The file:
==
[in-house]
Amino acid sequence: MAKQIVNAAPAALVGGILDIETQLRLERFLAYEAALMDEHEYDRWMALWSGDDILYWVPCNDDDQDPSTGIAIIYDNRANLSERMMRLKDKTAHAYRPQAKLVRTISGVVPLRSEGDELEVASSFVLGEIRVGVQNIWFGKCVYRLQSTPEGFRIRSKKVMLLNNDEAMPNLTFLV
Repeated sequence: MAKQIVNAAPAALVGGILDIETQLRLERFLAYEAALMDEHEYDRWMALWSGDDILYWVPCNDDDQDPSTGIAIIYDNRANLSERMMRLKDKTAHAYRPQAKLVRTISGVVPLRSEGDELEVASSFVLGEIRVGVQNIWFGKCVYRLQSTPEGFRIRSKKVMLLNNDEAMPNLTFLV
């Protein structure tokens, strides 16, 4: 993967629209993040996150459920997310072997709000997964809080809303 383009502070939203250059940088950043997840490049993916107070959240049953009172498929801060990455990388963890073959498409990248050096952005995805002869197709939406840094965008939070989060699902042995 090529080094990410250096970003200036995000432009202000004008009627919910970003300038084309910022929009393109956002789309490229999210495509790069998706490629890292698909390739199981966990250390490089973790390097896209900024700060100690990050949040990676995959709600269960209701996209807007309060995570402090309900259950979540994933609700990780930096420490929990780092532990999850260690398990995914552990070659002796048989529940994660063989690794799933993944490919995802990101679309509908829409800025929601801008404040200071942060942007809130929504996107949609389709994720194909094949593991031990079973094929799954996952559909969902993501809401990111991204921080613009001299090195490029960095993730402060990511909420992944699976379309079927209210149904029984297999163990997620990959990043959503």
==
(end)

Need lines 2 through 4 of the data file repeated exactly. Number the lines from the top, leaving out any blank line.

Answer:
Amino acid sequence: MAKQIVNAAPAALVGGILDIETQLRLERFLAYEAALMDEHEYDRWMALWSGDDILYWVPCNDDDQDPSTGIAIIYDNRANLSERMMRLKDKTAHAYRPQAKLVRTISGVVPLRSEGDELEVASSFVLGEIRVGVQNIWFGKCVYRLQSTPEGFRIRSKKVMLLNNDEAMPNLTFLV
Repeated sequence: MAKQIVNAAPAALVGGILDIETQLRLERFLAYEAALMDEHEYDRWMALWSGDDILYWVPCNDDDQDPSTGIAIIYDNRANLSERMMRLKDKTAHAYRPQAKLVRTISGVVPLRSEGDELEVASSFVLGEIRVGVQNIWFGKCVYRLQSTPEGFRIRSKKVMLLNNDEAMPNLTFLV
């Protein structure tokens, strides 16, 4: 993967629209993040996150459920997310072997709000997964809080809303 383009502070939203250059940088950043997840490049993916107070959240049953009172498929801060990455990388963890073959498409990248050096952005995805002869197709939406840094965008939070989060699902042995 090529080094990410250096970003200036995000432009202000004008009627919910970003300038084309910022929009393109956002789309490229999210495509790069998706490629890292698909390739199981966990250390490089973790390097896209900024700060100690990050949040990676995959709600269960209701996209807007309060995570402090309900259950979540994933609700990780930096420490929990780092532990999850260690398990995914552990070659002796048989529940994660063989690794799933993944490919995802990101679309509908829409800025929601801008404040200071942060942007809130929504996107949609389709994720194909094949593991031990079973094929799954996952559909969902993501809401990111991204921080613009001299090195490029960095993730402060990511909420992944699976379309079927209210149904029984297999163990997620990959990043959503």